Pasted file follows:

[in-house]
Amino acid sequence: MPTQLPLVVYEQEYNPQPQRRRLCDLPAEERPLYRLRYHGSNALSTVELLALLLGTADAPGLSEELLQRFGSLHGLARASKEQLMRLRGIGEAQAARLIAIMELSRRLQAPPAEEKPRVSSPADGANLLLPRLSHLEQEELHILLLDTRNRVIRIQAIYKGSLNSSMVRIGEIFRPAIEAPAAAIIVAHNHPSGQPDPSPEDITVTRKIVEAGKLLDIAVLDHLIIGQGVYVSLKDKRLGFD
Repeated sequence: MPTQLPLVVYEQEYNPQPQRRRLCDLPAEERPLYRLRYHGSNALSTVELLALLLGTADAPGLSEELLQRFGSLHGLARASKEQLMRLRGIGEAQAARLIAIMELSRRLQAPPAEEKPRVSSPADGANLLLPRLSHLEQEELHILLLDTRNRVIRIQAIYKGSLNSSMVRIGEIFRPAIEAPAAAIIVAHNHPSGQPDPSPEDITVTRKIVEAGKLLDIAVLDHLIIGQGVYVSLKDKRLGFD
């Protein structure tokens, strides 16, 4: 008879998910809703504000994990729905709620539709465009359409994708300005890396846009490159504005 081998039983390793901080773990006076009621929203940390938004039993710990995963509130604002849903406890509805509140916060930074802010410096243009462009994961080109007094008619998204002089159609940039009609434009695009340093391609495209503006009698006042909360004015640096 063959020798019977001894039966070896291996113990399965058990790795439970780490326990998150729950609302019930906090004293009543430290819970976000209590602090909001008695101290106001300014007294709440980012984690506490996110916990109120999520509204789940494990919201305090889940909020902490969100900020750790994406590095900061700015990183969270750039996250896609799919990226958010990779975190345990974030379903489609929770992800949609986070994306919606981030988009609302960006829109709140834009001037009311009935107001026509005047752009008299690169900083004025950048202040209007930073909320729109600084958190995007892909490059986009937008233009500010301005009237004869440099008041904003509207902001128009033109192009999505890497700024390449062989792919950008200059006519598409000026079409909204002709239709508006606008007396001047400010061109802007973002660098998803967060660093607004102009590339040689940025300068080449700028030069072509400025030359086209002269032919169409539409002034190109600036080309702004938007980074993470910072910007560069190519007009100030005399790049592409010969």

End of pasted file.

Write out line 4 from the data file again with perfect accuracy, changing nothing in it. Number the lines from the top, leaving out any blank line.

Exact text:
């Protein structure tokens, strides 16, 4: 008879998910809703504000994990729905709620539709465009359409994708300005890396846009490159504005 081998039983390793901080773990006076009621929203940390938004039993710990995963509130604002849903406890509805509140916060930074802010410096243009462009994961080109007094008619998204002089159609940039009609434009695009340093391609495209503006009698006042909360004015640096 063959020798019977001894039966070896291996113990399965058990790795439970780490326990998150729950609302019930906090004293009543430290819970976000209590602090909001008695101290106001300014007294709440980012984690506490996110916990109120999520509204789940494990919201305090889940909020902490969100900020750790994406590095900061700015990183969270750039996250896609799919990226958010990779975190345990974030379903489609929770992800949609986070994306919606981030988009609302960006829109709140834009001037009311009935107001026509005047752009008299690169900083004025950048202040209007930073909320729109600084958190995007892909490059986009937008233009500010301005009237004869440099008041904003509207902001128009033109192009999505890497700024390449062989792919950008200059006519598409000026079409909204002709239709508006606008007396001047400010061109802007973002660098998803967060660093607004102009590339040689940025300068080449700028030069072509400025030359086209002269032919169409539409002034190109600036080309702004938007980074993470910072910007560069190519007009100030005399790049592409010969």